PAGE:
If you've ever been responsible for maintaining the performance of a busy app or website, there's a good chance the task often felt complex, with far too many metrics. Since you can measure so much in a modern system, how do you tell what's really important? In reality, though, as complicated as your job might feel, your real concerns can actually be understood through a much simpler — and more manageable — single metric: throughput. For service providers, server performance is all about resource management.
[This article is Part 3 of an ongoing series about "The Zen of System Performance." Part 1 is about the importance of viewing system performance from two separate but deeply interconnected perspectives. Part 2 is about how tech ops benefits from paying attention to users' perspectives. View all parts here.]
Keeping Track of the Big Picture
Service owners need to worry about their system's big picture, all the time. The big picture isn't just one thing, however — inside that big picture, there are hundreds of tiny components.
Image Source - Public Domain - -1923
The foundation of server performance is the constant regulation of all the people and resources that keep the system humming along smoothly. Traditionally, this means not worrying about any single person's (user's) experience when they encounter the system. Service as many requests as possible! Unlike users, whose concerns can be easily summarized in one or two questions (albeit major ones), service owners have a long list of check boxes they need to track. These must all be balanced and juggled, in the name of allocating resources responsibly and effectively. Examples might include:
- Is the population running efficiently as a whole?
- Are any outlier users having bad experiences? (Note, however, that this doesn't necessarily mean "What does it feel like for the individual having a bad experience?" — and there's the rub.)
- Are resources being used efficiently?
- How does everything interact?
- This last question introduces a whirlwind of additional, complex inquiries, which need to be weighed and solved in order to answer all the other concerns above.
Service owners pay attention to aspects of server performance unknown to anybody on the outside of the system. The most sophisticated teams use specialized instrumentation to monitor highly detailed metrics, which are invisible to all but the most well-equipped administrators. And unlike users, who often only know about themselves, service owners know about all users and have to take into account how the complex web of user requests shapes itself and ties itself in knots.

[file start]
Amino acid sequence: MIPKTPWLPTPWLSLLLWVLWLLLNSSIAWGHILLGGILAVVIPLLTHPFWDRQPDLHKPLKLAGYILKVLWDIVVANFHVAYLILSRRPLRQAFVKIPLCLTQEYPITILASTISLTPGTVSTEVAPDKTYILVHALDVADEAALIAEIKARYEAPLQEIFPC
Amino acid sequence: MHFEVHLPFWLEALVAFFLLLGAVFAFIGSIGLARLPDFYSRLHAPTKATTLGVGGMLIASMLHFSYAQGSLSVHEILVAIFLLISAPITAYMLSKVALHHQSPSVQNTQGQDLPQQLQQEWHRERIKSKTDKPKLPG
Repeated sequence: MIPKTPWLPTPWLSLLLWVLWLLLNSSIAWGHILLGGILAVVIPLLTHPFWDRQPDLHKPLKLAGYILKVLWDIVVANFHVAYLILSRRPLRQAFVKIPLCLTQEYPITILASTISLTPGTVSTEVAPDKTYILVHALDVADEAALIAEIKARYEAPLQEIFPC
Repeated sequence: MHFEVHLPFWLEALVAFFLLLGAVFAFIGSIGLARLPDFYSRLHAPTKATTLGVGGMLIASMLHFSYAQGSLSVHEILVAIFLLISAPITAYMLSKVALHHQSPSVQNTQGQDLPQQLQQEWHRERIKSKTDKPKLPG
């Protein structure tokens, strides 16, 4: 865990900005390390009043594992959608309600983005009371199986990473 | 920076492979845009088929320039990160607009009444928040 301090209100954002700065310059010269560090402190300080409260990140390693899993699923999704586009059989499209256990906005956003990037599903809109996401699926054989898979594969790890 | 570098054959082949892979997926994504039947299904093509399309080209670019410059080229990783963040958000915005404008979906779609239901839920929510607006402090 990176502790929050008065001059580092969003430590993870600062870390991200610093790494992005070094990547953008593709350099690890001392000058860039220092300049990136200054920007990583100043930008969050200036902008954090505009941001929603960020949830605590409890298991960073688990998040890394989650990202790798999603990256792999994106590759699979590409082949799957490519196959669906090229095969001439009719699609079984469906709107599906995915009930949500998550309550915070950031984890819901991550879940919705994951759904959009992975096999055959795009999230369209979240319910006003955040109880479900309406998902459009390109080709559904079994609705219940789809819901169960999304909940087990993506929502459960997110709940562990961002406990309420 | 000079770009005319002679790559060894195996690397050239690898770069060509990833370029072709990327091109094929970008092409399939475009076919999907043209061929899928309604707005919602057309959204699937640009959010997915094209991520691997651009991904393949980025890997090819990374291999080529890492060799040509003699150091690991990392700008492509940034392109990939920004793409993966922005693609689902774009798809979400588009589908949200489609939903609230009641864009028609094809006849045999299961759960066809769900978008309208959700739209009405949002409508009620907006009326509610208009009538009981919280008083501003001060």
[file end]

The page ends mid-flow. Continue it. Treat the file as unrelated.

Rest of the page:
Balancing Many Concerns As One
Ultimately, all of these questions add up into a major concern about how well the system is using its resources. Despite the many moving parts, we can actually define the total of a service owner's concern as a single, powerful metric: system throughput. This is a measurement of system efficiency via resources, in units of requests/second. No matter how many different variables contribute to the final equation of requests/second, everything the system does can be contained within this expression.Throughput condenses all the questions that service owners face and resolves them into a single readout of "work the system accomplishes."
Balancing Resources and Requests
As we wrote in a previous article, there's another perspective you also need to consider when thinking about system performance: the users' perspective. Unlike service owners, users don't have a big picture view of a system; they only see their own requests. However, users are similar to service owners in that their concern can be measured as a single metric: latency, measured in seconds/request.
It's no coincidence that throughput and latency employ the same units, just the inverse. Even though users and service owners experience the system from entirely different points of view, their perspectives are inexorably interlinked… just not in ways that are always obvious. In our next article, we'll discuss how mastering both a user's and a service owner's perspective can give you a complete (and practical!) definition of system performance, in which both throughput and latency play a role — and result in excellent performance for everybody who touches a system, not just people on one side or the other.
You can also continue learning about designing systems while thinking about performance, with a free recording of Preetam Jinka's webinar, "How to Be a Performance-Driven Engineer."
Topics: Zen of Performance